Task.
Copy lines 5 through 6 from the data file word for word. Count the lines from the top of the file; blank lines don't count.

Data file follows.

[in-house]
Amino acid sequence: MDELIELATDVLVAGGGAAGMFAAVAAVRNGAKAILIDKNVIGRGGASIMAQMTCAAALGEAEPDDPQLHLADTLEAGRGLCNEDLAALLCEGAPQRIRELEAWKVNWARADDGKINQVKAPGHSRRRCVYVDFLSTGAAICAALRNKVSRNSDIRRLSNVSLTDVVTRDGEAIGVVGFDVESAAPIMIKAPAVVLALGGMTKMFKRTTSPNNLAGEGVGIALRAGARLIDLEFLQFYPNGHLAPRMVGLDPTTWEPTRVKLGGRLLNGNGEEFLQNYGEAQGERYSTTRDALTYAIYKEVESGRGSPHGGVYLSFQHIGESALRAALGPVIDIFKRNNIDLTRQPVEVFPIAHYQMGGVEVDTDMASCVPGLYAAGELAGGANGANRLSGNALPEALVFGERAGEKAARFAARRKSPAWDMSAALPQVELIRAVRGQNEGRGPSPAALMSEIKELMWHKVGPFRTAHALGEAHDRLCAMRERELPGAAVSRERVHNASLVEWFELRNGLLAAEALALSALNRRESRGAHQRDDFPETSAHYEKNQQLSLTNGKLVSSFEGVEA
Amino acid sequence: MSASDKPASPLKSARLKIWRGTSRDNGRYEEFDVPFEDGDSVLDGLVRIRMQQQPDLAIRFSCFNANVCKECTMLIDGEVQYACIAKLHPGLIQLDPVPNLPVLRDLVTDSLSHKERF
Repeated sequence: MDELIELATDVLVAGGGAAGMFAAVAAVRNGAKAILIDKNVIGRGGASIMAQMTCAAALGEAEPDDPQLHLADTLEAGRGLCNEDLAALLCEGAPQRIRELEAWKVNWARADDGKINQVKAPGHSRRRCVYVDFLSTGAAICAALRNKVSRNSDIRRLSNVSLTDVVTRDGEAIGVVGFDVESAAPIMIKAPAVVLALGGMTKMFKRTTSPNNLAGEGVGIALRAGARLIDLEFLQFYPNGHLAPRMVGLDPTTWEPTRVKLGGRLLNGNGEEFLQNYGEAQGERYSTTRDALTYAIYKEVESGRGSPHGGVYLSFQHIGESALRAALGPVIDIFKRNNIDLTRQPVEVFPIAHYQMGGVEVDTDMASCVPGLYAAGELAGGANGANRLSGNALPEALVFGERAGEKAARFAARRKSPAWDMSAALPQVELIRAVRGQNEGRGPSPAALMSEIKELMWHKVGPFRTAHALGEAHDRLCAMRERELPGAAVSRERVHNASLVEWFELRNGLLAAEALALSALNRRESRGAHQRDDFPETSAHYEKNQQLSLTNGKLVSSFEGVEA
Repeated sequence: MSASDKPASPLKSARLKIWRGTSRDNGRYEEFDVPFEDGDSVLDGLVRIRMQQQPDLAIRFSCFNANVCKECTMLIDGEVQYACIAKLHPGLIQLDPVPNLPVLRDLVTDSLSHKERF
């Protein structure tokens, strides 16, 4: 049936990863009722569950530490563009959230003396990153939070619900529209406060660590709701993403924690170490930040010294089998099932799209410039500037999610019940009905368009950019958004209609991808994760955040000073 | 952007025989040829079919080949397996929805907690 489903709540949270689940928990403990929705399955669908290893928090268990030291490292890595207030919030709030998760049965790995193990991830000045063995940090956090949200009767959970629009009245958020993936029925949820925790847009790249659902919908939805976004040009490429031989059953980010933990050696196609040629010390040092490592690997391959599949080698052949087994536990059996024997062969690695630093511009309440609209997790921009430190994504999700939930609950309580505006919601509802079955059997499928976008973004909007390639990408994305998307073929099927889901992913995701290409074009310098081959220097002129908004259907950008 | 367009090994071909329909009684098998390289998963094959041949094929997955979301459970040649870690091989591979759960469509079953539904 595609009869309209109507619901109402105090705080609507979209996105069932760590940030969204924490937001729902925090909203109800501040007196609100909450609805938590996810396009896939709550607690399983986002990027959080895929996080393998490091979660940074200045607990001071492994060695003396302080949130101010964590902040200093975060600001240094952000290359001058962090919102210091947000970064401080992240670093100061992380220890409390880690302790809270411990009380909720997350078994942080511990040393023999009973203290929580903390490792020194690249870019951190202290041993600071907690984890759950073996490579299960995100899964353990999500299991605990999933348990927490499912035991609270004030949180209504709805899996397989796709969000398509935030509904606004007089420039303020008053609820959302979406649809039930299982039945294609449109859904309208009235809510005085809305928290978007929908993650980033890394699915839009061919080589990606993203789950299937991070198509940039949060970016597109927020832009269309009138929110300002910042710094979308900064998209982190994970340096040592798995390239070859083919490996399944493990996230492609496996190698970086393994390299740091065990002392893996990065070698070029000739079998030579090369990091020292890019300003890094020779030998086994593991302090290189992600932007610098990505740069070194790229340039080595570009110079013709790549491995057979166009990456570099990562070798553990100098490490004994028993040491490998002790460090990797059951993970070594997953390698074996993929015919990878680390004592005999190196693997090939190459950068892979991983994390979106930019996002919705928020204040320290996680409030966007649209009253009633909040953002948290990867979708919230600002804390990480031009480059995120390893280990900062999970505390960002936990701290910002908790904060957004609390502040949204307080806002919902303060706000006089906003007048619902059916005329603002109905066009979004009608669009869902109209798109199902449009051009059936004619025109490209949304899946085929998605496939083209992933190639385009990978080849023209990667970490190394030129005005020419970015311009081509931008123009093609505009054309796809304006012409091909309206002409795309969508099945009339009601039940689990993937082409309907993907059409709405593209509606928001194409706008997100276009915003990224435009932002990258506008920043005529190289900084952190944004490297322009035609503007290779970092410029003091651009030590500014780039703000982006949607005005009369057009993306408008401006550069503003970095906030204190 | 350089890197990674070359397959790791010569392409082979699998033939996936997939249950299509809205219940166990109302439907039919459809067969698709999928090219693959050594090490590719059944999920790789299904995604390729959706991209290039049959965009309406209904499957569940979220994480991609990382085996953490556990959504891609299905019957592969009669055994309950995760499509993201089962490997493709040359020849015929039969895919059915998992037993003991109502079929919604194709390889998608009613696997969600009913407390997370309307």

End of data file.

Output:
Repeated sequence: MSASDKPASPLKSARLKIWRGTSRDNGRYEEFDVPFEDGDSVLDGLVRIRMQQQPDLAIRFSCFNANVCKECTMLIDGEVQYACIAKLHPGLIQLDPVPNLPVLRDLVTDSLSHKERF
């Protein structure tokens, strides 16, 4: 049936990863009722569950530490563009959230003396990153939070619900529209406060660590709701993403924690170490930040010294089998099932799209410039500037999610019940009905368009950019958004209609991808994760955040000073 | 952007025989040829079919080949397996929805907690 489903709540949270689940928990403990929705399955669908290893928090268990030291490292890595207030919030709030998760049965790995193990991830000045063995940090956090949200009767959970629009009245958020993936029925949820925790847009790249659902919908939805976004040009490429031989059953980010933990050696196609040629010390040092490592690997391959599949080698052949087994536990059996024997062969690695630093511009309440609209997790921009430190994504999700939930609950309580505006919601509802079955059997499928976008973004909007390639990408994305998307073929099927889901992913995701290409074009310098081959220097002129908004259907950008 | 367009090994071909329909009684098998390289998963094959041949094929997955979301459970040649870690091989591979759960469509079953539904 595609009869309209109507619901109402105090705080609507979209996105069932760590940030969204924490937001729902925090909203109800501040007196609100909450609805938590996810396009896939709550607690399983986002990027959080895929996080393998490091979660940074200045607990001071492994060695003396302080949130101010964590902040200093975060600001240094952000290359001058962090919102210091947000970064401080992240670093100061992380220890409390880690302790809270411990009380909720997350078994942080511990040393023999009973203290929580903390490792020194690249870019951190202290041993600071907690984890759950073996490579299960995100899964353990999500299991605990999933348990927490499912035991609270004030949180209504709805899996397989796709969000398509935030509904606004007089420039303020008053609820959302979406649809039930299982039945294609449109859904309208009235809510005085809305928290978007929908993650980033890394699915839009061919080589990606993203789950299937991070198509940039949060970016597109927020832009269309009138929110300002910042710094979308900064998209982190994970340096040592798995390239070859083919490996399944493990996230492609496996190698970086393994390299740091065990002392893996990065070698070029000739079998030579090369990091020292890019300003890094020779030998086994593991302090290189992600932007610098990505740069070194790229340039080595570009110079013709790549491995057979166009990456570099990562070798553990100098490490004994028993040491490998002790460090990797059951993970070594997953390698074996993929015919990878680390004592005999190196693997090939190459950068892979991983994390979106930019996002919705928020204040320290996680409030966007649209009253009633909040953002948290990867979708919230600002804390990480031009480059995120390893280990900062999970505390960002936990701290910002908790904060957004609390502040949204307080806002919902303060706000006089906003007048619902059916005329603002109905066009979004009608669009869902109209798109199902449009051009059936004619025109490209949304899946085929998605496939083209992933190639385009990978080849023209990667970490190394030129005005020419970015311009081509931008123009093609505009054309796809304006012409091909309206002409795309969508099945009339009601039940689990993937082409309907993907059409709405593209509606928001194409706008997100276009915003990224435009932002990258506008920043005529190289900084952190944004490297322009035609503007290779970092410029003091651009030590500014780039703000982006949607005005009369057009993306408008401006550069503003970095906030204190 | 350089890197990674070359397959790791010569392409082979699998033939996936997939249950299509809205219940166990109302439907039919459809067969698709999928090219693959050594090490590719059944999920790789299904995604390729959706991209290039049959965009309406209904499957569940979220994480991609990382085996953490556990959504891609299905019957592969009669055994309950995760499509993201089962490997493709040359020849015929039969895919059915998992037993003991109502079929919604194709390889998608009613696997969600009913407390997370309307």